The news made national headlines on Saturday, including a piece in the Associated Press.
“I am honored to be recognized by my state. Louisiana is dear to my heart, and its cultural history is central to my work,” Shaik said in a statement released last month by the awarders.
“Anyone who knows me knows that Louisiana is ‘home’."
Shaik, a retired professor from Saint Peter’s University, is just the third African American to receive the honor since its inauguration in 2000, following Ernest J. Gaines that year and Yusef Komunyakaa in 2007.
She is the first Black woman to win the award.
“We are fortunate to have such rich literary talent in our state,” said Louisiana Lt. Governor Billy Nungesser.
“I am proud that through this recognition, more readers will be introduced to Fatima Shaik’s impressive body of work.”
Her most recent book, “Economy Hall: The Hidden History of a Free Black Brotherhood,” was released in February and covers the history of a Black Catholic mutual aid society in 19th-century New Orleans.
Shaik, a Catholic herself, unraveled over a century’s worth of handwritten meeting minutes—salvaged by her father from the back of a garbage truck—to bring the story to life, only the latest in her career-long quest to shine a light on the New Orleans experience.
Her other books, which include both adult and children's titles, are “What Went Missing and What Got Found” (2015), “On Mardis Gras Day” (1999), “The Jazz of Our Street” (1998), “Melitte” (1997), and “The Mayor of New Orleans” (1987).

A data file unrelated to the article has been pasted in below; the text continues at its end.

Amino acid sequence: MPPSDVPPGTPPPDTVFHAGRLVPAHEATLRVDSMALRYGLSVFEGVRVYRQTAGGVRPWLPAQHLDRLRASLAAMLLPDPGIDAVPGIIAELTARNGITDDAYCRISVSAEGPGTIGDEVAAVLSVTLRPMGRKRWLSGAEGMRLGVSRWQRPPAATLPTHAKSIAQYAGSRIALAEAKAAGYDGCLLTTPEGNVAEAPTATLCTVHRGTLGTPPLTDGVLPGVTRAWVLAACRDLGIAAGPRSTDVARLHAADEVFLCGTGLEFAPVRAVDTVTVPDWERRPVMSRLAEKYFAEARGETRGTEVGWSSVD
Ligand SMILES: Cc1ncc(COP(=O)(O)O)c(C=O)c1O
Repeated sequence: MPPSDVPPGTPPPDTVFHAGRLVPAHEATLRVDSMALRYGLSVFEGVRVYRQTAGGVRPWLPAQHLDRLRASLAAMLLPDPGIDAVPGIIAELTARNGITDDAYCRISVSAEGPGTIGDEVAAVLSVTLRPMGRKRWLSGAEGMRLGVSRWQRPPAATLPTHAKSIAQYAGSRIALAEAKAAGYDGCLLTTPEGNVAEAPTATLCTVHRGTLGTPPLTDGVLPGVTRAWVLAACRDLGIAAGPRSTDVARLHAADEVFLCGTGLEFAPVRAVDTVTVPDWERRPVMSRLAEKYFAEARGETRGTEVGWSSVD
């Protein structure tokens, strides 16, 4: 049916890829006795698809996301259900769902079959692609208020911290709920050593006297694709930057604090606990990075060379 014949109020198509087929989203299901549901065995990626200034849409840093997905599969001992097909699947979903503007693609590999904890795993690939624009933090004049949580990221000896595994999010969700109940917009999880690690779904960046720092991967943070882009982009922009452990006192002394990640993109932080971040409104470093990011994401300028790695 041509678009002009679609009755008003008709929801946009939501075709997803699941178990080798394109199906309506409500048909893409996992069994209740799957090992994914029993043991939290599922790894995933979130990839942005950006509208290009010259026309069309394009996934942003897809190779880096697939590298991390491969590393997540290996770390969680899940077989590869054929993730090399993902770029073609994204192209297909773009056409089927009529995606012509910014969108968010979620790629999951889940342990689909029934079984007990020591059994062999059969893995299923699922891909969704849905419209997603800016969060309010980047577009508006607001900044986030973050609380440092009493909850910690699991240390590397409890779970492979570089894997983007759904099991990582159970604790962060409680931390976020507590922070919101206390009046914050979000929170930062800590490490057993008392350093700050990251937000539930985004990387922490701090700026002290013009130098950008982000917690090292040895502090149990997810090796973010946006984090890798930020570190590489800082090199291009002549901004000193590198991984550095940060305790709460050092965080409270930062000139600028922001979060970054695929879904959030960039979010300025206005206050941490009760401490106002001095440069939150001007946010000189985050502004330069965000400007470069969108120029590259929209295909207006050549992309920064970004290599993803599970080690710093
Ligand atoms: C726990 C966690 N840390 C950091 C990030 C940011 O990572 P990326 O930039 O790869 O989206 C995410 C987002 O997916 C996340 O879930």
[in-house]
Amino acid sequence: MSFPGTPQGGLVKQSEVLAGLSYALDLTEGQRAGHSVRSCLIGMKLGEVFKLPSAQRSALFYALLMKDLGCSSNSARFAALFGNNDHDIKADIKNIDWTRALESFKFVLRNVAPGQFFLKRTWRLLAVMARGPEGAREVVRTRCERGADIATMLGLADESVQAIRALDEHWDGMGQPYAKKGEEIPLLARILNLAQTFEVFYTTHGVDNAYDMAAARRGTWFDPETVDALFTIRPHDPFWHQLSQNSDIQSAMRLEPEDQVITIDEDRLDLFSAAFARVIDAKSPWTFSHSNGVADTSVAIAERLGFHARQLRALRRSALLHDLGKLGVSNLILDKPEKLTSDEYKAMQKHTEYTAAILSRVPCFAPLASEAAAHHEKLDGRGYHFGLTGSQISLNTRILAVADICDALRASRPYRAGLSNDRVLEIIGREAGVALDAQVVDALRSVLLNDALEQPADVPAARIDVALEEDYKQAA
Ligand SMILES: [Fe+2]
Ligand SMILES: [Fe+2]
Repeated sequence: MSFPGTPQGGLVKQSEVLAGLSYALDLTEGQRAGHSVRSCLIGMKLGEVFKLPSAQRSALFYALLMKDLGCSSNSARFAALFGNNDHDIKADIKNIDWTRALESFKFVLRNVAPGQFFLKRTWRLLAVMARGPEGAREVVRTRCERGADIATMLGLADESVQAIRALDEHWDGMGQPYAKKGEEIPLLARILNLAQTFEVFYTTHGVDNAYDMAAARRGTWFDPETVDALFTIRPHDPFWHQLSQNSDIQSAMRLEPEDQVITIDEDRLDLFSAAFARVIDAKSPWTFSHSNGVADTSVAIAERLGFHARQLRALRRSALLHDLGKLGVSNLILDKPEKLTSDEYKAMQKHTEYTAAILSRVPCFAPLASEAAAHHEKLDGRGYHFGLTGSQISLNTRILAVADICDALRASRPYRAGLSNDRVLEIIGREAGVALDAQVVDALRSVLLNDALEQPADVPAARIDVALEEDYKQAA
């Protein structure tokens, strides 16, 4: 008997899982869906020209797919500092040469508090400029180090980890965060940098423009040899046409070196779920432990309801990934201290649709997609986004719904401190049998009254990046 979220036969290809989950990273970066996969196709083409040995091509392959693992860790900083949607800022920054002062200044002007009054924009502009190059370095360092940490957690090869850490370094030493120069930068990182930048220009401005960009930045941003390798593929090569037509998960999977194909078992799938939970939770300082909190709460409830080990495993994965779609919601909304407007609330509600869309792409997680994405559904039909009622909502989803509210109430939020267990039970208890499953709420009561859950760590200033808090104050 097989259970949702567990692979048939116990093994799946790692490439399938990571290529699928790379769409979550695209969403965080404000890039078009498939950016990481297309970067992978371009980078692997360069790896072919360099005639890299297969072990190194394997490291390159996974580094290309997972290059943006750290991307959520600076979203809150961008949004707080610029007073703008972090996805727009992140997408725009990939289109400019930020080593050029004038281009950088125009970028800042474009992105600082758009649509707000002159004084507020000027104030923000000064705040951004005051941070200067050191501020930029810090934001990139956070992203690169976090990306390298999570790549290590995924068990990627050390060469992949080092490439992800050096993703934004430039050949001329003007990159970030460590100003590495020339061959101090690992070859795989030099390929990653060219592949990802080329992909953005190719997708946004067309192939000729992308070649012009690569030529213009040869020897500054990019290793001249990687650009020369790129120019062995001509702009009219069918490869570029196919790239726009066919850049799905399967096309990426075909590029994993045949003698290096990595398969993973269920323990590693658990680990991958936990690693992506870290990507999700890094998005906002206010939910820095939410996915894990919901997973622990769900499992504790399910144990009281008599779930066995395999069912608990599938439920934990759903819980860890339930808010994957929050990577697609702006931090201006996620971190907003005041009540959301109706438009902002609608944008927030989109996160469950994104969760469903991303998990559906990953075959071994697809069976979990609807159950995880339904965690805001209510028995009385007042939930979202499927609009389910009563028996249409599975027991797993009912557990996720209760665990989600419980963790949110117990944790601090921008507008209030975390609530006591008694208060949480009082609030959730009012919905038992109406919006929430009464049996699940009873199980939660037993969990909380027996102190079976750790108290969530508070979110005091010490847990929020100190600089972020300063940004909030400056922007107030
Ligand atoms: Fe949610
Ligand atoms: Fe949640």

“With all of her books set in Louisiana and spanning many literary genres, Fatima's writing is an incredibly important contribution to Louisiana’s ongoing literary heritage,” said State Librarian Rebecca Hamilton.
“It is an honor to present this award to such a truly outstanding writer.”
Shaik has spent the last year promoting the book, as well as giving presentations on the surrounding history—the latest occurring in late June with the Louisiana Creole Research Association and the New Orleans Jazz & Heritage Foundation, celebrating the later musical legacy of Economy Hall.
The official ceremony for Shaik’s award is scheduled for October 30th at the Louisiana Book Festival, which has gone virtual this year. Registration info will come at a later date from the event organizers.
Nate Tinner-Williams is co-founder and editor of Black Catholic Messenger, in priesthood formation with the Josephites, and a ThM student with the Institute for Black Catholic Studies at Xavier University of Louisiana (XULA).